Tencent is sturdiest rock inside China’s firewall

August 18, 2016

The author is a Reuters Breakingviews columnist. The opinions expressed are her own. 

China’s firewall has allowed the country’s trio of web giants to thrive. But as Baidu, Alibaba, and Tencent¬†battle it out for dominance, one looks much better than the rest.

Just two years ago, Alibaba was China’s tech champion. Soaring sales lifted the value of Jack Ma’s e-commerce group to a high of $296 billion. Less global attention was paid to search engine operator Baidu and social media and gaming group Tencent, two smaller and less hyped local competitors.

Yet Alibaba has lost some of its shine in recent months amid slowing growth and run-ins with Chinese and U.S. regulators. Ma’s unpredictable and aggressive deal-making, including investments in a soccer club, a smartphone maker, and a Hong Kong newspaper, has led to volatility in the share price which is now almost 20 percent below the 2014 peak.

The $60 billion Baidu has also stumbled. The company’s core search business has been hit hard by an advertising crackdown while investments in loss-making ventures like video and food delivery have squeezed margins.

Tencent, run by the more low-key Pony Ma, is under no such stress. The Hong Kong listed company’s shares are up over 32 percent this year. With a market capitalisation of more than $240 billion, the gaming company is as big as Alibaba.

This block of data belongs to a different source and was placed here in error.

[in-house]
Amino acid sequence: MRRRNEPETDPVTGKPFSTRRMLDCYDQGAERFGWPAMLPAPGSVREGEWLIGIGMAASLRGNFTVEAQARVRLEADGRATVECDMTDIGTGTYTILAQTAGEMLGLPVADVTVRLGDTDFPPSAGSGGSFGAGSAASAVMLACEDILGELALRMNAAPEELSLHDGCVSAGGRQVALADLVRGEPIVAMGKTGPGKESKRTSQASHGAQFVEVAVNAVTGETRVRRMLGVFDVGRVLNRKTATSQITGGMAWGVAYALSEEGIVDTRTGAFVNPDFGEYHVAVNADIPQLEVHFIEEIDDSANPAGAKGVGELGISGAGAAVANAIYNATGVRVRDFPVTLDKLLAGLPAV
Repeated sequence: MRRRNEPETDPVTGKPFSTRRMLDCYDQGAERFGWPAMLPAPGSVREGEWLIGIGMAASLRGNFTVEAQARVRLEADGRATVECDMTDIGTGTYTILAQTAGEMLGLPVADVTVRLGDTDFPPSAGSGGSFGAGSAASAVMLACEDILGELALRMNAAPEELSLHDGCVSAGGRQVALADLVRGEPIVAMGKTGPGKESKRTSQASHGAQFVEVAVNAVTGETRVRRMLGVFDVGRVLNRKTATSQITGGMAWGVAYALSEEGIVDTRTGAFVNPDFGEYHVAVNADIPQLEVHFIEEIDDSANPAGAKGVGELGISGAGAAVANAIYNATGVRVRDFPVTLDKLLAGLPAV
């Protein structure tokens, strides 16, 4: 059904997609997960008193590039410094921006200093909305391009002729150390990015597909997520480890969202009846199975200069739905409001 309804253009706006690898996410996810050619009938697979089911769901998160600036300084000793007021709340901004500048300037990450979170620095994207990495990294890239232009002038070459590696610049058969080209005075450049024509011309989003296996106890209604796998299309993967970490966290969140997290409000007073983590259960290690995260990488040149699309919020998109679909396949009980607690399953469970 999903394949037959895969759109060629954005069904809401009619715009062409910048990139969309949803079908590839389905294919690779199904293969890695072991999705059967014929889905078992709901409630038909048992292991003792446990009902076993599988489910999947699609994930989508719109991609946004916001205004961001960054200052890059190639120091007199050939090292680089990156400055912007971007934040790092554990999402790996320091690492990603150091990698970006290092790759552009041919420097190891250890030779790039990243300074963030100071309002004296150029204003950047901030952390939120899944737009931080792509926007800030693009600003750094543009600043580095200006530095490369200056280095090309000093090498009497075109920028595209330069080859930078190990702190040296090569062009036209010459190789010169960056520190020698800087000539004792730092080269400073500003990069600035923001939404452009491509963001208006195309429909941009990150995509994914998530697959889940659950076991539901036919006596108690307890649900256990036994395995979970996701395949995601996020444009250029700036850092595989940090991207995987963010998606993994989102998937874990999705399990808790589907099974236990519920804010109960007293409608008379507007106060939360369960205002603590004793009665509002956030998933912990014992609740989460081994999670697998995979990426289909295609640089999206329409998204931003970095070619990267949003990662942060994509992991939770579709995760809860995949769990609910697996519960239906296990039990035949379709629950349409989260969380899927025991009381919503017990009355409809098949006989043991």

Two factors explain the diverging fortunes. While Alibaba and Baidu are heavily dependent on e-commerce and advertising respectively, Tencent is more diversified.

Online games, a notoriously hit-driven industry, now account for less than half of revenue at Tencent. The company has grown more stable income streams by selling advertising, music, and even video subscriptions, through WeChat, the company’s popular messaging platform with over 800 million monthly active users. As a result, adjusted EBITDA margins are holding steady at around 50 percent.

Tencent has also remained focused. Acquisitions, such as that of Finnish mobile games maker Supercell, have obvious ties with the existing business. And when Tencent invests in non-core areas, it limits itself to taking minority stakes – reducing the financial burden and the risk.

The tech company run by the other, more sensible Ma, is emerging as the king of China’s web giants.

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